Protestors rally and march in downtown Tampa - WFLA News Channel 8

Protestors rally and march in downtown Tampa

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A massive group of protestors marched through the streets of downtown Tampa, crying out for justice.

Many feel the 'not guilty' verdict is an example of racial oppression in America.

America watched intently over a trial that lasted nearly three weeks, and it all led up to this- on Saturday night a jury found George Zimmerman not guilty.

He was allowed to leave. It was done. He was found not guilty in the shooting death of teenager Trayvon Martin. Zimmerman barely showed a reaction as he learned the news.

But there was certainly a reaction outside the courtroom.

Protestors were screaming and crying late Saturday night.

The opposing legal teams accepted the decision.

Zimmerman's attorney Mark O'Mara said, "George Zimmerman was never guilty of anything except protecting himself in self-defense."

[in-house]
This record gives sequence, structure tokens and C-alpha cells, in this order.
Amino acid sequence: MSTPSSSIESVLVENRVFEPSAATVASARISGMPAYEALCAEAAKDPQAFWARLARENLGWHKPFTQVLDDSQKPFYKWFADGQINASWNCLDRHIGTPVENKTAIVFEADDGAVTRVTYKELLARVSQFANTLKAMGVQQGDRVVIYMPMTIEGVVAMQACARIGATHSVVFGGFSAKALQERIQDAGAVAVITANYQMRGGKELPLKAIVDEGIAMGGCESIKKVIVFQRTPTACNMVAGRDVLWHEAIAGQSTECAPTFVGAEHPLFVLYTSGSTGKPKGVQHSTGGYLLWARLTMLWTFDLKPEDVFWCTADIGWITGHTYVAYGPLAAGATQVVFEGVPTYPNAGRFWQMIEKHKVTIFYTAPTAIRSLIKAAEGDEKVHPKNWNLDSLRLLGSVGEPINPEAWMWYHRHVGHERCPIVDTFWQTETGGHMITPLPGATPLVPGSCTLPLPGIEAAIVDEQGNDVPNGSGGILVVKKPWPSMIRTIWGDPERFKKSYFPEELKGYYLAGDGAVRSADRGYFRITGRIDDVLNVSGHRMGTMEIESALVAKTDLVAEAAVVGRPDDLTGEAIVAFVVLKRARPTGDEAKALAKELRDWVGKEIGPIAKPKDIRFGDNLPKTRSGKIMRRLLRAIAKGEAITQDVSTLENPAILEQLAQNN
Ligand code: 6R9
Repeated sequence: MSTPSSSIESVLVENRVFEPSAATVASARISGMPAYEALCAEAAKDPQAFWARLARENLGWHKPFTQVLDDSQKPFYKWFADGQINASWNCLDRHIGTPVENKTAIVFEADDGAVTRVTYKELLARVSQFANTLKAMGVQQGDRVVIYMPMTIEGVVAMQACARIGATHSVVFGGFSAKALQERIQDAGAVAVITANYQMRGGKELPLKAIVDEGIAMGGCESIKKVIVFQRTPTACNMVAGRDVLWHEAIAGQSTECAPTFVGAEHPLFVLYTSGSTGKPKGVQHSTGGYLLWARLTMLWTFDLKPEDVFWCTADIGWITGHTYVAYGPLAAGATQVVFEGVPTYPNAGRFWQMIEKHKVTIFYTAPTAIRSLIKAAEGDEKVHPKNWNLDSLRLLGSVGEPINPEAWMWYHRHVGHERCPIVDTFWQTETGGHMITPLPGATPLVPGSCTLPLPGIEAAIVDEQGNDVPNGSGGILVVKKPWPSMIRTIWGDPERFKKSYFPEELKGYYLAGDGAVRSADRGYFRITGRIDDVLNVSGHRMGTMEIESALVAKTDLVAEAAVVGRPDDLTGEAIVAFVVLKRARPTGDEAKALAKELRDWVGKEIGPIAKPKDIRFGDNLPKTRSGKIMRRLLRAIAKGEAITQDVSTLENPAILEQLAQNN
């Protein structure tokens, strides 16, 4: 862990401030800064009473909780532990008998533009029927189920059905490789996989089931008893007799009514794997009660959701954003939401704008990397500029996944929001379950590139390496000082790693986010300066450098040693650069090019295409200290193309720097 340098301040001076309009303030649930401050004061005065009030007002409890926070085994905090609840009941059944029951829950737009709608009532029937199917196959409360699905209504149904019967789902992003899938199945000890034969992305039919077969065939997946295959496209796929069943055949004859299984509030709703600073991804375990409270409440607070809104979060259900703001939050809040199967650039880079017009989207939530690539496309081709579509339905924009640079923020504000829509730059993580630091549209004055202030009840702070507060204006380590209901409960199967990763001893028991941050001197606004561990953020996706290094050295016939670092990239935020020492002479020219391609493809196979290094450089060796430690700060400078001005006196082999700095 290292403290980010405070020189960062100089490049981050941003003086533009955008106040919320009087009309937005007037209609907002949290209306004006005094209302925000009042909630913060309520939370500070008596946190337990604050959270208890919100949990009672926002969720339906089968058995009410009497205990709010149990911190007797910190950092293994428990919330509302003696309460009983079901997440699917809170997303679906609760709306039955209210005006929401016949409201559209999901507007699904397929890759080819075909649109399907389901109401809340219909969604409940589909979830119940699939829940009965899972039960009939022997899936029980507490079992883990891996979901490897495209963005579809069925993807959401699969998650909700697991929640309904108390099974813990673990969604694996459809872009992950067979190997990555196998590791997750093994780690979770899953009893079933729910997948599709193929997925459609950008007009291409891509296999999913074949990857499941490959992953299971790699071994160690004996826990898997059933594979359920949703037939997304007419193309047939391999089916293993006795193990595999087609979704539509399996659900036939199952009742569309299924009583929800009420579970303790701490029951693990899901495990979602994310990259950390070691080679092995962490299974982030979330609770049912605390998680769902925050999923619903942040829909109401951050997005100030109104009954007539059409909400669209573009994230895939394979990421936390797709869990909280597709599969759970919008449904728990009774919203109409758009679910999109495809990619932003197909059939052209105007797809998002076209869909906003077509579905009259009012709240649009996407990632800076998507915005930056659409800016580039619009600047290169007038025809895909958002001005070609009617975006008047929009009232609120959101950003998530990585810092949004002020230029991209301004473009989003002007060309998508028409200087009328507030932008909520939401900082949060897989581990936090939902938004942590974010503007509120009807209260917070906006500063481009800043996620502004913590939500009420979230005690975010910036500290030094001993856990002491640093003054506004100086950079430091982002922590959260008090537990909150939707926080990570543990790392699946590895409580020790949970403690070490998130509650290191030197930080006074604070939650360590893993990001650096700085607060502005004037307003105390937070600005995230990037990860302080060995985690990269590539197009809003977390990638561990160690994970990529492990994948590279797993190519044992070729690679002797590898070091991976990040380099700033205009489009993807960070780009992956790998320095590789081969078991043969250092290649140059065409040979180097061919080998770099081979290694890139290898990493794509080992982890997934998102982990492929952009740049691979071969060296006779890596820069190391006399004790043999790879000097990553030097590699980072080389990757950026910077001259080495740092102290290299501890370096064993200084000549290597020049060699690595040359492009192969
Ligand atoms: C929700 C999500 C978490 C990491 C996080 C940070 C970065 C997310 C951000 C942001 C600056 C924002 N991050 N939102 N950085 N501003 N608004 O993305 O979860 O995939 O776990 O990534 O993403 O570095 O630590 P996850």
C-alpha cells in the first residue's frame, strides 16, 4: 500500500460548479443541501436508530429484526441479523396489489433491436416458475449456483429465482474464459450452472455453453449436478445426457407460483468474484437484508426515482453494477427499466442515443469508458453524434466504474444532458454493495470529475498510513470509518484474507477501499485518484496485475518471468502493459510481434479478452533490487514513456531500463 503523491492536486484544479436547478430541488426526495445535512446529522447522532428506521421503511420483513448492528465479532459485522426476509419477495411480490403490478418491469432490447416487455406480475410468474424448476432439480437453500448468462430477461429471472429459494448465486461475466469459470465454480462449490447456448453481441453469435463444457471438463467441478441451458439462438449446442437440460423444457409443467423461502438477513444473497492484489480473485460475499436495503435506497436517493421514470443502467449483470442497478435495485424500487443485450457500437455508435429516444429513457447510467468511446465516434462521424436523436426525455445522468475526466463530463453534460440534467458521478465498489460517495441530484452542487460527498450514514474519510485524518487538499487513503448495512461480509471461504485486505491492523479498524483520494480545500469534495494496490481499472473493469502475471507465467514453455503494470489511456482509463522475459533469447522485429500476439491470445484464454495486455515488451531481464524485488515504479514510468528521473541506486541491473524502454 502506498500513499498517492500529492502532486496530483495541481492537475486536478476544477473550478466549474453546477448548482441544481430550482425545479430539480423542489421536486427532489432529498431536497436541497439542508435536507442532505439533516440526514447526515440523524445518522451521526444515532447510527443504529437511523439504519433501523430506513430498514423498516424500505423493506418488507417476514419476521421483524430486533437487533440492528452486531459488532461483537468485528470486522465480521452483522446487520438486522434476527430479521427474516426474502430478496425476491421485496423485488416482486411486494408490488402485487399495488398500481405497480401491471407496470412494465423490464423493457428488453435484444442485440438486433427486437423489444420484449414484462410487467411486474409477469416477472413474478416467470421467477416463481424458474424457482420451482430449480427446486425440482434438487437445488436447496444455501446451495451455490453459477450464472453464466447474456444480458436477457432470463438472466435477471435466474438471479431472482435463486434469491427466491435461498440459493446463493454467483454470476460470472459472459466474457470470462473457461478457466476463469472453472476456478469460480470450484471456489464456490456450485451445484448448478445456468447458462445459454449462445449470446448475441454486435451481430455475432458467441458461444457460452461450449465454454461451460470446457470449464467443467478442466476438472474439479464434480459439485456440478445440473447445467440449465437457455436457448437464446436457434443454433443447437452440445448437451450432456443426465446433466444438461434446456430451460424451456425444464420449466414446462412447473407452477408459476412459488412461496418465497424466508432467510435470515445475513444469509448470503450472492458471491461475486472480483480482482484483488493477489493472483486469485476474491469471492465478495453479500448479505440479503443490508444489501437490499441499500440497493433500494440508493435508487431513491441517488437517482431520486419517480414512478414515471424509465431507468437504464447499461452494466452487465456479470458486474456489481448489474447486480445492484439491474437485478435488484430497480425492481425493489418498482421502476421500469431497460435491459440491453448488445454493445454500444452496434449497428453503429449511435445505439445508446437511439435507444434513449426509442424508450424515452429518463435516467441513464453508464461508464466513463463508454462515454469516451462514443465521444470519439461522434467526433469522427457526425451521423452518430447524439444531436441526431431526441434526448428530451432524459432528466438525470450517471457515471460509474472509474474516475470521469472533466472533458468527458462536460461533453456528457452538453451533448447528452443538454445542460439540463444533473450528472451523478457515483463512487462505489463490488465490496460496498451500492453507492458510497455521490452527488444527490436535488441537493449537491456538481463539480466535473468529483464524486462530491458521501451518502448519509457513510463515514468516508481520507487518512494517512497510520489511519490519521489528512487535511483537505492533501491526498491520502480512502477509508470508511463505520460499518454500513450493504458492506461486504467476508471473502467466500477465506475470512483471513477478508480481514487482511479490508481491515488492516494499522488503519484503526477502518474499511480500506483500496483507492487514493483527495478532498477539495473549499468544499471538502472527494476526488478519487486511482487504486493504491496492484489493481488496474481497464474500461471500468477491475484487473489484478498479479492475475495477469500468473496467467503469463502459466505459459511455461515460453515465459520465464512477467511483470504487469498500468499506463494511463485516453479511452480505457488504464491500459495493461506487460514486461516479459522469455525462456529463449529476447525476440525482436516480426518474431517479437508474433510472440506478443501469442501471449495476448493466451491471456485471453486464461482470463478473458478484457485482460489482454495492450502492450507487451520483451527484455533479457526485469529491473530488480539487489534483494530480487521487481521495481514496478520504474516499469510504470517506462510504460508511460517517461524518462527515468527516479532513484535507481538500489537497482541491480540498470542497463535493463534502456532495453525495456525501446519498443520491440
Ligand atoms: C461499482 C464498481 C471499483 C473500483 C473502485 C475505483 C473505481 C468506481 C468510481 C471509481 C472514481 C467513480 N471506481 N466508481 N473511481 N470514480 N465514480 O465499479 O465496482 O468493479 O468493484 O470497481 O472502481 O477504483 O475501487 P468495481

Prosecutor Bernie De La Rionda said, "I am disappointed as we are with the verdict but we accept it. We live in a great country that has a great criminal justice system."

Many locals do not agree. Scores of protestors gathered in front of the federal courthouse in Tampa screaming, "WE WANT JUSTICE!"

Some of the protesters spent their Saturday in Sanford, and they say they're ashamed of the judicial system.

Marisol Marquez with the Coalition for Justice for Trayvon Martin said, "We saw that in America today, we can have people like George Zimmerman blatantly commit racist crimes and he can get away with murder and walk away without any kind of punishment. We think that is a flawed system."

One of the protestors said this whole situation is symbolic of the lack of respect for African American life.

Activist Life Malcolm said, "When somebody who's not an African person kills an African person, they come to some institution of justice as it is called and get off scot-free over the slap of a wrist, and so we see that all the time."

Demonstrators feel the trial was about much more than a neighborhood watch volunteer and an unarmed teenager. 

These activists see it as a tragic narrative on racial equality under the law, and they feel changes need to be made.

The demonstrations could continue into the week.

The new Black Panther party is holding a rally Monday morning at 9 a.m. in front of the George Edgecomb courthouse on Twiggs street.

 

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